BONN - Twenty countries launched a coal phase-out initiative Thursday at UN climate talks in Bonn where America was under fire for the Donald Trump administration’s defence of Earth-warming fossil fuels.

Led by Canada and Britain, the “Powering Past Coal Alliance” commits the nations, cities, and regions to weaning themselves off a commodity that still produces about 40 percent of the world’s electricity - a major contributor to global warming caused by greenhouse gas emissions.

The list includes Angola, Belgium, Finland, France, Italy, the Marshall Islands, the Netherlands, New Zealand, Portugal, and Mexico, as well as the regions of Ontario, Quebec, Washington and Alberta, and the city of Vancouver.

“This is another positive signal of the global momentum away from coal , benefiting the health of the climate , the public and the economy,” said Jens Mattias Clausen of Greenpeace.

“But it also puts on notice the governments who lag behind on ending coal , or those who promote it, that the world’s dirtiest fossil fuel has no future.”

Sweden and Scotland, along with California, Beijing, Berlin and New Delhi, have also said they will phase out coal , but are not part of the alliance.

Later Thursday, an American official will address the penultimate day of the annual climate gathering.

With most countries represented by heads of state or cabinet ministers at a “high-level segment” of the conference, Washington sent an acting assistant secretary of state, Judith Garber.

She will address delegates just three days after White House officials drew the ire of observers and delegates by hosting a sideline event defending the continued use of fossil fuels at a forum dedicated to the pursuit of greener alternatives.

Announcing Garber’s participation, the State Department emphasised that the Trump administration’s position on the climate-rescue Paris Agreement “remains unchanged”, and it would withdraw “as soon as it is eligible to do so, unless the president can identify terms for engagement that are more favourable to American businesses, workers, and taxpayers.”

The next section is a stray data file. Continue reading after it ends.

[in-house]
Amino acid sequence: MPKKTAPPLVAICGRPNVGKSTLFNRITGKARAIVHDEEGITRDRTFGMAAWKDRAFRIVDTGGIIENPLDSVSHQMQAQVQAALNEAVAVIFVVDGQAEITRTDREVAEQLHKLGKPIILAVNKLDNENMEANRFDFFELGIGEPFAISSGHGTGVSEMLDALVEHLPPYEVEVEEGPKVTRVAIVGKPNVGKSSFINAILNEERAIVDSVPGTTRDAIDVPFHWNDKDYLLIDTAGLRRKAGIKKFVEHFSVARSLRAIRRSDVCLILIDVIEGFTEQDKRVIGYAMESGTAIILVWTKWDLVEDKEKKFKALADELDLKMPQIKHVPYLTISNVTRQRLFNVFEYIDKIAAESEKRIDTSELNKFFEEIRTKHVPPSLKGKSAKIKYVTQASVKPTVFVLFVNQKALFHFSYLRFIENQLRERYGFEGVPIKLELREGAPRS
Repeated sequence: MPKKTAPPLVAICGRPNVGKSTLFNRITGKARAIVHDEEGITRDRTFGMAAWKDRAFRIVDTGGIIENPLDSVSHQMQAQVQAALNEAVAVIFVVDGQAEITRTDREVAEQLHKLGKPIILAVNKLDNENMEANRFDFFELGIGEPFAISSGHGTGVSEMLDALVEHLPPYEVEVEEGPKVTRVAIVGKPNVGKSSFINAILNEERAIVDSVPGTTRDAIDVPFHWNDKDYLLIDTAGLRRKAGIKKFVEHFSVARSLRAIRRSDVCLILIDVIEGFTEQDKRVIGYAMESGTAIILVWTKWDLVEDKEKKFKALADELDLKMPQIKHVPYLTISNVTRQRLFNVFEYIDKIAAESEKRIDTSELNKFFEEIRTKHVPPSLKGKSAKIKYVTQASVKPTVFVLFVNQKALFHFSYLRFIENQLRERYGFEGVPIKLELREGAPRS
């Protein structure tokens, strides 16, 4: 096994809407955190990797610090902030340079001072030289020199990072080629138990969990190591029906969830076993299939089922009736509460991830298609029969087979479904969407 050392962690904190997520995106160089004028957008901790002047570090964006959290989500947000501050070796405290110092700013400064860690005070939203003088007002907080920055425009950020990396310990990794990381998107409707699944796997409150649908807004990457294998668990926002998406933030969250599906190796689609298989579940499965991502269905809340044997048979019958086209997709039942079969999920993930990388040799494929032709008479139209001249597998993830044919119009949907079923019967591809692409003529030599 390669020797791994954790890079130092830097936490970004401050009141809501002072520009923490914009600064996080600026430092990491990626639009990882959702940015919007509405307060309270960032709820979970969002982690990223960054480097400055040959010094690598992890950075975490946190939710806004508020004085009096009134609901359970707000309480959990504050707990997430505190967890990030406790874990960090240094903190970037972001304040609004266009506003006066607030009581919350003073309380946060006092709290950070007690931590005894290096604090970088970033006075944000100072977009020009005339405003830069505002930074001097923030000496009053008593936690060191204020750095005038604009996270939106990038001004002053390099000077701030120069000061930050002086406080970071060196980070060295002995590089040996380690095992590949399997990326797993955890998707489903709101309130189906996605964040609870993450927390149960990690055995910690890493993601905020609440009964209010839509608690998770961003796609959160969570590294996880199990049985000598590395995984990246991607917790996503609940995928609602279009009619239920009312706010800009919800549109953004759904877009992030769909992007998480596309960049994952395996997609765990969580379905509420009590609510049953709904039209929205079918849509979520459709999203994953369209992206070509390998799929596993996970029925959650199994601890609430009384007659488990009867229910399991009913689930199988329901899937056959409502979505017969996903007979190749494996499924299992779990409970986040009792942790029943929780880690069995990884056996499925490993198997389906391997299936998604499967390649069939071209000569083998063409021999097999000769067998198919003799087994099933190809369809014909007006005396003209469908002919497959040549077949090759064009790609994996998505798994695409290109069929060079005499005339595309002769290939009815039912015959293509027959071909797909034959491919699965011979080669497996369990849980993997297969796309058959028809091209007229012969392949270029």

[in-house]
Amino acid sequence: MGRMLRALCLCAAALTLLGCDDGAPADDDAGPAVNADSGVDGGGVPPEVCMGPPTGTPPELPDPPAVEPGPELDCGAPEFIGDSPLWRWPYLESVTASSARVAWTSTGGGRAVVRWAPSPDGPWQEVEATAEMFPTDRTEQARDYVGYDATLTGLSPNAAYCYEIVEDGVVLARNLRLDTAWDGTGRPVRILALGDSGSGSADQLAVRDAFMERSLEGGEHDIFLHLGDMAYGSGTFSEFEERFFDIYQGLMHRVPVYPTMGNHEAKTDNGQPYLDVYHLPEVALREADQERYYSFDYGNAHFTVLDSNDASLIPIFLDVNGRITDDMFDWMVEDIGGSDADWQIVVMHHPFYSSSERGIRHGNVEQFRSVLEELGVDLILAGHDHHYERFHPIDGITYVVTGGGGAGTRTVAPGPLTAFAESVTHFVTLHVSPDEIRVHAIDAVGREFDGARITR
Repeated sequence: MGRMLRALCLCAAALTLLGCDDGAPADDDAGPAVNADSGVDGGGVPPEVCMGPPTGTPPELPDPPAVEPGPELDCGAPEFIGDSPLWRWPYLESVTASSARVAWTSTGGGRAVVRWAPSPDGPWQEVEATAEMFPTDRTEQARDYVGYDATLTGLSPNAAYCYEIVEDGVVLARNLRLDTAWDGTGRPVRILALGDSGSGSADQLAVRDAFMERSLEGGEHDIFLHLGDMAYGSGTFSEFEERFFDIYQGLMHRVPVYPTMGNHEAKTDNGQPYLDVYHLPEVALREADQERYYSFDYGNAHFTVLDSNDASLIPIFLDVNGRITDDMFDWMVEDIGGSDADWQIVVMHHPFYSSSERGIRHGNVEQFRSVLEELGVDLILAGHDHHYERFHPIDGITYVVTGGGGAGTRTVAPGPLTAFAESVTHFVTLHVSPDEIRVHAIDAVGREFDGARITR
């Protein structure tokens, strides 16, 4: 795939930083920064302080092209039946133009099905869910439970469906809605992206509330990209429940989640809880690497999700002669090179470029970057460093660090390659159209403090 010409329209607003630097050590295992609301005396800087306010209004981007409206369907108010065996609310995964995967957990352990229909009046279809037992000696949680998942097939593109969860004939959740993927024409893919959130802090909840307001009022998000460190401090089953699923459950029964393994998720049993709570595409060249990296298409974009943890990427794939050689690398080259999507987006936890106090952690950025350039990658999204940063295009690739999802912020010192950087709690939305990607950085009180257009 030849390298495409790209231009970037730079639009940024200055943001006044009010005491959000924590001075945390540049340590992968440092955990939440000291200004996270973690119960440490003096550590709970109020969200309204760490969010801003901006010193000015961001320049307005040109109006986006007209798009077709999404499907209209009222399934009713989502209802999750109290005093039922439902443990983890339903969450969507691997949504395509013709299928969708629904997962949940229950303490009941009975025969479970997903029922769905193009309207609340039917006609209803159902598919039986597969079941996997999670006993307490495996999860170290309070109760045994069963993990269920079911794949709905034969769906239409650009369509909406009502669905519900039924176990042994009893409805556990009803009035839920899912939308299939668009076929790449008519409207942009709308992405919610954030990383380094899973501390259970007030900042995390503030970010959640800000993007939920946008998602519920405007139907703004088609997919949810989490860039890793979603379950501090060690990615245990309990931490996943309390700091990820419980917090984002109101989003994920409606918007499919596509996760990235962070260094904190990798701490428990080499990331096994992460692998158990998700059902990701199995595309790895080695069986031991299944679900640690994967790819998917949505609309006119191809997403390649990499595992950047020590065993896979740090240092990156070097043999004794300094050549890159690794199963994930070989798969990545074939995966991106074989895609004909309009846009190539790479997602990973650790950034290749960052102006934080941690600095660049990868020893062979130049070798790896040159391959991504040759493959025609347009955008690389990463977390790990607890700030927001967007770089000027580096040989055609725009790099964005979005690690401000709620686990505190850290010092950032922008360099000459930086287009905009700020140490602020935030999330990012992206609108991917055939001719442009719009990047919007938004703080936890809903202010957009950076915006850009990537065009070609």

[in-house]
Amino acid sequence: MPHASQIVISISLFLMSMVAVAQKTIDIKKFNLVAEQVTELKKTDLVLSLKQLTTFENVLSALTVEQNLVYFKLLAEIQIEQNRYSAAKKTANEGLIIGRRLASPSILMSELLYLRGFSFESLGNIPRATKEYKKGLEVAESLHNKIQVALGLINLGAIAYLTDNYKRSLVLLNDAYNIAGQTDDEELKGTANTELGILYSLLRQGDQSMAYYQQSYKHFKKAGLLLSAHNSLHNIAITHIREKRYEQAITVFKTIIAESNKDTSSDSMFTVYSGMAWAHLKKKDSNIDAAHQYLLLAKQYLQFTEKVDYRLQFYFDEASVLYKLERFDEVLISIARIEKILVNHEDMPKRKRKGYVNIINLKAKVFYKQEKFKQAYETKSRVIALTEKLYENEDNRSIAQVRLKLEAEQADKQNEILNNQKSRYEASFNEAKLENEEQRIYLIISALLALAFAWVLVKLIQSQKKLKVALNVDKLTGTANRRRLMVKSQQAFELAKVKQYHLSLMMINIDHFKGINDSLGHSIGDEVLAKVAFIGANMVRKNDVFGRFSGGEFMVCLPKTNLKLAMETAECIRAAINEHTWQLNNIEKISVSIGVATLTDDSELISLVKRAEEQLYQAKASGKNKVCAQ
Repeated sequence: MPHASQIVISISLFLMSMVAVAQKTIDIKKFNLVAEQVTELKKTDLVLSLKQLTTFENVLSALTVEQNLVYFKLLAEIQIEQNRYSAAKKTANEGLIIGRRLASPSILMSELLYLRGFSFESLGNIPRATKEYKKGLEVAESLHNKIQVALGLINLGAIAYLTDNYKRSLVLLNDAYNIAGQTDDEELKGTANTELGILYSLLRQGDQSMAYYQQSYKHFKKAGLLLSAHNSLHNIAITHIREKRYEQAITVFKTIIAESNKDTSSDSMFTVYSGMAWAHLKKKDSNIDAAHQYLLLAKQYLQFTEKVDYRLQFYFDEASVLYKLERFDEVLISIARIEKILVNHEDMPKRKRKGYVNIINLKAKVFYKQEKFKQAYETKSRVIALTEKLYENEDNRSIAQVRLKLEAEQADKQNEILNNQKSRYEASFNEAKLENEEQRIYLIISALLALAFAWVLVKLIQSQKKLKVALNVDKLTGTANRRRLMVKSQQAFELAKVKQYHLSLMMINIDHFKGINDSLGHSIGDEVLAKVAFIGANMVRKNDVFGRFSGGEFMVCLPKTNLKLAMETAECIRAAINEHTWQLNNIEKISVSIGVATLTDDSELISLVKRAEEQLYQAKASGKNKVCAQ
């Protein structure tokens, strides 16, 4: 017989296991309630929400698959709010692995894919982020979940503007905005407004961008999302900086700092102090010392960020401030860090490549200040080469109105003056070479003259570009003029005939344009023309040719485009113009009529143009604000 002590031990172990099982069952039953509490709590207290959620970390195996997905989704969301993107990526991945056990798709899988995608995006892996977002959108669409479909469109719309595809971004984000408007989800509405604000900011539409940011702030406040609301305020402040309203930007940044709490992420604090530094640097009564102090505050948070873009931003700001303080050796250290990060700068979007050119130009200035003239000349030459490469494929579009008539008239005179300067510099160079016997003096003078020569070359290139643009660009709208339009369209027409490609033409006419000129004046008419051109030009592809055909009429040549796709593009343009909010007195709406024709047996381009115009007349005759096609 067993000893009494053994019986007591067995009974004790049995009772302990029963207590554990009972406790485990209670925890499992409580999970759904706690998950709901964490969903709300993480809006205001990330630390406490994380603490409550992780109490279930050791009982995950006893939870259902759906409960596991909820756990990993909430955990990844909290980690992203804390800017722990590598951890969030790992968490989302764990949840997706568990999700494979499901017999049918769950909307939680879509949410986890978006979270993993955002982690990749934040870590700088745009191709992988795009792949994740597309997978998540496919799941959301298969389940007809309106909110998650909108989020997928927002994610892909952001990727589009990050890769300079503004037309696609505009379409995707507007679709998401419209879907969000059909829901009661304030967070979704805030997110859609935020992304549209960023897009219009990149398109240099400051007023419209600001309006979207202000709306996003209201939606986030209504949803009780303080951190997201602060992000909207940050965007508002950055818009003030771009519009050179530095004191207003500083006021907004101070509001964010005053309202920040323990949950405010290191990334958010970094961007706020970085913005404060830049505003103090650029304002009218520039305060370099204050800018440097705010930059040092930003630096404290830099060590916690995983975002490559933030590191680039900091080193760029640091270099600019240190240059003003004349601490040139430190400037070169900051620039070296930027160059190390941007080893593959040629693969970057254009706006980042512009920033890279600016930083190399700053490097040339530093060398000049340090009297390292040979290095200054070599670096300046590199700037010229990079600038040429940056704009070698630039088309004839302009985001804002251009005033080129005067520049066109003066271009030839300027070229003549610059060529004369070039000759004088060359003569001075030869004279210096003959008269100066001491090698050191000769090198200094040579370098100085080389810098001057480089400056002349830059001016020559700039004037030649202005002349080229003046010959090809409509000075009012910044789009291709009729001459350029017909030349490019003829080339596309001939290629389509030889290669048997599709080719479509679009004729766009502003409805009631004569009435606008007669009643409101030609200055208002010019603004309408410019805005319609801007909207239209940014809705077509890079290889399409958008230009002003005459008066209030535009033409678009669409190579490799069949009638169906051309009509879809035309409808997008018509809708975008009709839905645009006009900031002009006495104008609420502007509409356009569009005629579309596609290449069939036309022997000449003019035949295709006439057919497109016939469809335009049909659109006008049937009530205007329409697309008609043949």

The United States ratified the hard-fought global pact, championed by former president Barack Obama, just two months before Donald Trump , who has called climate change a “hoax”, was elected to the White House.

Trump announced in June that America would abandon the pact, but the rules say this cannot happen until November 2020.

The United States is the world’s biggest historical greenhouse gas polluter, and second only to China for current-day emissions.

Its presence at the Bonn talks has not been universally welcomed, especially as it has taken a tough line on a demand from developing countries for a firmer commitment to climate finance.

Many question why the US is here at all, given its abandonment of the Paris Agreement.

The State Department explained Washington’s participation was “to ensure a level playing field that benefits and protects US interests.”

The 2015 Paris Agreement, which took more than two decades to negotiate, commits countries to limiting average global warming to under two degrees Celsius (3.6 degrees Fahrenheit) over Industrial Revolution levels, and 1.5 C if possible, to avert calamitous climate change-induced storms, drought and sea-level rises.

Nations submitted voluntary emissions-cutting commitments to bolster the deal.

A report Wednesday said America’s withdrawal will boost global temperatures, calculated on current country pledges, by nearly half a degree Celsius by 2100, for a total of 3.2 C.

“The Paris Agreement is a global pledge to hand over a healthy planet to future generations, and now the time has come to show that we will honour this pledge,” European Union climate change commissioner Miguel Canete told delegates Thursday.

Since Monday last week, bureaucrats have haggled over a Paris Agreement “rule book”, which will specify how countries must calculate and report their emissions cuts.

Finance to help developing countries prepare for, and deal with, the fallout from climate change, has held up progress.

Ministers and heads of state arrived Wednesday for a closing three-day push to unlock the toughest standoffs.

“Our task has been made all the more difficult with the disengagement of the world’s largest historic emitter from the Paris Agreement,” said Maldives environment minister Thoriq Ibrahim, representing the Alliance of Small Island Developing States.

“But political challenges are nothing new to this process, the unfortunate development should be seen as an opportunity to increase our ambition, not retreat from our responsibility.”